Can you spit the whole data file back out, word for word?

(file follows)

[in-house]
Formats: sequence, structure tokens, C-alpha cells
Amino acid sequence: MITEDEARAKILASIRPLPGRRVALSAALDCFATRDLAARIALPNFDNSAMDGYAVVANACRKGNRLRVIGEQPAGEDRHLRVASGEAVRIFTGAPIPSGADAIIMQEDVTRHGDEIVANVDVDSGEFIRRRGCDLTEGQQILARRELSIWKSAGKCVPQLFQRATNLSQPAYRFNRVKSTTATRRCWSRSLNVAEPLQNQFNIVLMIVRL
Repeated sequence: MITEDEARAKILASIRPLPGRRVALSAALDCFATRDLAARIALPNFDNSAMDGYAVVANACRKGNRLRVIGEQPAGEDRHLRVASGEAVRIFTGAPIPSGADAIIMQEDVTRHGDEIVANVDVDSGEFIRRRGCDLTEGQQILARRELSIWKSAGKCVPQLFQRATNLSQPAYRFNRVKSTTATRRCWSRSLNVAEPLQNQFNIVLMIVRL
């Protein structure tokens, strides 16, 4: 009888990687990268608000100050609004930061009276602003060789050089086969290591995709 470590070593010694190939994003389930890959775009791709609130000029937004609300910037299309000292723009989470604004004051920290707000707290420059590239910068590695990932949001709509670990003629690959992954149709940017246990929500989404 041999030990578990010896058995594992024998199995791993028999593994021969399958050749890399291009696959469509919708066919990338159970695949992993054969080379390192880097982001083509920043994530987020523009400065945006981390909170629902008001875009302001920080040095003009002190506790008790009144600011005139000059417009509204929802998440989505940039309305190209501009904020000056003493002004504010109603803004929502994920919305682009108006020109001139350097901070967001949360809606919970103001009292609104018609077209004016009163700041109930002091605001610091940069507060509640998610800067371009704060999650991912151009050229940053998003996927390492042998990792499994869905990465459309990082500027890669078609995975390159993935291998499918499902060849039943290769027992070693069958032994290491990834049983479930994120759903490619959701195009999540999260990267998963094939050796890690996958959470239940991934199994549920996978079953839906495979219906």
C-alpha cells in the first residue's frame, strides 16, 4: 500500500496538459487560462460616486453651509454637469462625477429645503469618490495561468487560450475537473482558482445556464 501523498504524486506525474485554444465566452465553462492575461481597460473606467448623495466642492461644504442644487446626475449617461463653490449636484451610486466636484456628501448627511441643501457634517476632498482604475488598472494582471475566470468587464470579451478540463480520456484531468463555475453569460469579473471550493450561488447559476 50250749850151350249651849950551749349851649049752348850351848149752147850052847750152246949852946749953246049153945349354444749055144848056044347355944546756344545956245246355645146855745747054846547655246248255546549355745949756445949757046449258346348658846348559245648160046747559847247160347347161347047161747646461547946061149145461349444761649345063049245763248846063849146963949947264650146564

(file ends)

[in-house]
Formats: sequence, structure tokens, C-alpha cells
Amino acid sequence: MITEDEARAKILASIRPLPGRRVALSAALDCFATRDLAARIALPNFDNSAMDGYAVVANACRKGNRLRVIGEQPAGEDRHLRVASGEAVRIFTGAPIPSGADAIIMQEDVTRHGDEIVANVDVDSGEFIRRRGCDLTEGQQILARRELSIWKSAGKCVPQLFQRATNLSQPAYRFNRVKSTTATRRCWSRSLNVAEPLQNQFNIVLMIVRL
Repeated sequence: MITEDEARAKILASIRPLPGRRVALSAALDCFATRDLAARIALPNFDNSAMDGYAVVANACRKGNRLRVIGEQPAGEDRHLRVASGEAVRIFTGAPIPSGADAIIMQEDVTRHGDEIVANVDVDSGEFIRRRGCDLTEGQQILARRELSIWKSAGKCVPQLFQRATNLSQPAYRFNRVKSTTATRRCWSRSLNVAEPLQNQFNIVLMIVRL
């Protein structure tokens, strides 16, 4: 009888990687990268608000100050609004930061009276602003060789050089086969290591995709 470590070593010694190939994003389930890959775009791709609130000029937004609300910037299309000292723009989470604004004051920290707000707290420059590239910068590695990932949001709509670990003629690959992954149709940017246990929500989404 041999030990578990010896058995594992024998199995791993028999593994021969399958050749890399291009696959469509919708066919990338159970695949992993054969080379390192880097982001083509920043994530987020523009400065945006981390909170629902008001875009302001920080040095003009002190506790008790009144600011005139000059417009509204929802998440989505940039309305190209501009904020000056003493002004504010109603803004929502994920919305682009108006020109001139350097901070967001949360809606919970103001009292609104018609077209004016009163700041109930002091605001610091940069507060509640998610800067371009704060999650991912151009050229940053998003996927390492042998990792499994869905990465459309990082500027890669078609995975390159993935291998499918499902060849039943290769027992070693069958032994290491990834049983479930994120759903490619959701195009999540999260990267998963094939050796890690996958959470239940991934199994549920996978079953839906495979219906």
C-alpha cells in the first residue's frame, strides 16, 4: 500500500496538459487560462460616486453651509454637469462625477429645503469618490495561468487560450475537473482558482445556464 501523498504524486506525474485554444465566452465553462492575461481597460473606467448623495466642492461644504442644487446626475449617461463653490449636484451610486466636484456628501448627511441643501457634517476632498482604475488598472494582471475566470468587464470579451478540463480520456484531468463555475453569460469579473471550493450561488447559476 50250749850151350249651849950551749349851649049752348850351848149752147850052847750152246949852946749953246049153945349354444749055144848056044347355944546756344545956245246355645146855745747054846547655246248255546549355745949756445949757046449258346348658846348559245648160046747559847247160347347161347047161747646461547946061149145461349444761649345063049245763248846063849146963949947264650146564